But the pop­u­lar­ity of shoes in re­tail stems be­yond sim­plic­ity. “It’s un­ques­tion­ably the most ex­cit­ing and de­vel­op­ing cat­e­gory in menswear at the mo­ment,” says Betts, not­ing that men con­sider shoes — whether a neat dress shoe or fash­ion sneaker — as punc­tu­a­tion to an out­fit. De­sign­ers, too, have been quick to cap­i­talise. Gucci re­cently re­leased a 60th-an­niver­sary edi­tion of its clas­sic horsebit loafer, sup­ported by global mer­chan­dis­ing and in-store ac­tiv­ity.

The “store wars” in Aus­tralia may cur­rently be about the com­pe­ti­tion be­tween Myer and David Jones’s port­fo­lio of brands, but in New York — where, it can be said, things move a lit­tle faster in re­tail — stores are rais­ing the stakes with shoe de­part­ments and floors that, in the case of Saks Fifth Av­enue at 790sqm, war­rants its own zip code, 10022SHOE. “The shoe depart­ment wars have been hap­pen­ing for a while, but when Saks claimed a zip code it took things to an en­tirely dif­fer­ent level,” says Ber­touch.

In­deed, in Au­gust, Macy’s, which com­prises brands with a col­lec­tively lower price point, upped the ante by ex­pand­ing its shoe depart­ment to 3623sqm, and added ad­di­tional ser­vices in a bid to com­bat on­line sales. Com­plet­ing the $US400 mil­lion de­vel­op­ment are 430 shoe-spe­cific staff and the re­cent ad­di­tion of a Cham­pagne bar. “Since then it’s been a huge area of ex­pan­sion for the depart­ment stores. The shoe depart­ment has be­come the first, and the most im­por­tant, to in­vest in.”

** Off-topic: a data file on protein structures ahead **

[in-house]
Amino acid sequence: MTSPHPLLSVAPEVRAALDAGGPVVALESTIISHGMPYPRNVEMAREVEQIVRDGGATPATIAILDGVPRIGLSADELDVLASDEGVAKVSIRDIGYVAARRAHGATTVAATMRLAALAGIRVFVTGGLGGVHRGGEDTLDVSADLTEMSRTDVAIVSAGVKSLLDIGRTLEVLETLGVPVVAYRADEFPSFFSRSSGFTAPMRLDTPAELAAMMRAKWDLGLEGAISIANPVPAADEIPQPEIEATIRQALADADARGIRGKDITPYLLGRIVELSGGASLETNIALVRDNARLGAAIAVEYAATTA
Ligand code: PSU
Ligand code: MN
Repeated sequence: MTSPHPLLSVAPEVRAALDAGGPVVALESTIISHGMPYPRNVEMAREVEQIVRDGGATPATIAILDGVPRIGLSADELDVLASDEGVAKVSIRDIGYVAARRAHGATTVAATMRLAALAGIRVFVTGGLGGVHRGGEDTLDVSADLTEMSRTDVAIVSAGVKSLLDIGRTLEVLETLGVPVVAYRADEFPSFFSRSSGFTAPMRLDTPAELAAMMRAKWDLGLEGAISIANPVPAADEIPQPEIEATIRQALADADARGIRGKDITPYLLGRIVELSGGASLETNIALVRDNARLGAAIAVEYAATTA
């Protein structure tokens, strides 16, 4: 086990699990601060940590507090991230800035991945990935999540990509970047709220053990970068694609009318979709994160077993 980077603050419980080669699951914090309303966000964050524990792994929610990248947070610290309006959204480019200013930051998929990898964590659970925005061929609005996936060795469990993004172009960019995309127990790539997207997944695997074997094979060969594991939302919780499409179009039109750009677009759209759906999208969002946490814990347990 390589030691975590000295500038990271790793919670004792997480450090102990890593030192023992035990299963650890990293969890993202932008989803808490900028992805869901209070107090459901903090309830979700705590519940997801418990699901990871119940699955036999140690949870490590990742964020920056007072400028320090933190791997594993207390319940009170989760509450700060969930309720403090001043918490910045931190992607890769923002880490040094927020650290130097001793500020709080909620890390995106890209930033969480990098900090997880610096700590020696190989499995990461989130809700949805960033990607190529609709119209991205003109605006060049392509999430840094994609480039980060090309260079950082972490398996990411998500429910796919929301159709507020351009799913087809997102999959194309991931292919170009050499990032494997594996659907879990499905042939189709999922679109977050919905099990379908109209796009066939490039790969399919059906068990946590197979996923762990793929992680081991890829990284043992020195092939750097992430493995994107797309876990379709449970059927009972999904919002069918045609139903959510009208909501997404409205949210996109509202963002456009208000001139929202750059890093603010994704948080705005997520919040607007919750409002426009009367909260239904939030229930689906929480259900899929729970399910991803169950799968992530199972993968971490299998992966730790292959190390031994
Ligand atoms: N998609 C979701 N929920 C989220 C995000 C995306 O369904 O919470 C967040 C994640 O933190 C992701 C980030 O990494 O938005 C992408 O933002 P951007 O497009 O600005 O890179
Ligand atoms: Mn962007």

The 2043sqm re­vamped shoe floor that opened at Bar­neys New York’s Madi­son Av­enue flag­ship last July houses both its women’s and men’s port­fo­lio of brands, in­clud­ing some ex­clu­sive to the store, such as Nar­ciso Ro­driguez, and was de­signed by in­te­rior de­sign firm Yabu Pushel­berg in col­lab­o­ra­tion with the re­tailer’s creative di­rec­tor Dennis Freed­man to re­sem­ble a fine art gallery, con­sis­tent with its womenswear floor that opened shortly af­ter. As such, the de­signer max­imised nat­u­ral light to echo the fin­ishes through­out: Ital­ian mar­ble walls, float­ing translu­cent glass di­vi­sions to cre­ate par­tial en­vi­ron­ments, stain­less fin­ishes and lime­stone floor­ing, as well as iPad sta­tions through­out with ac­cess to Bar­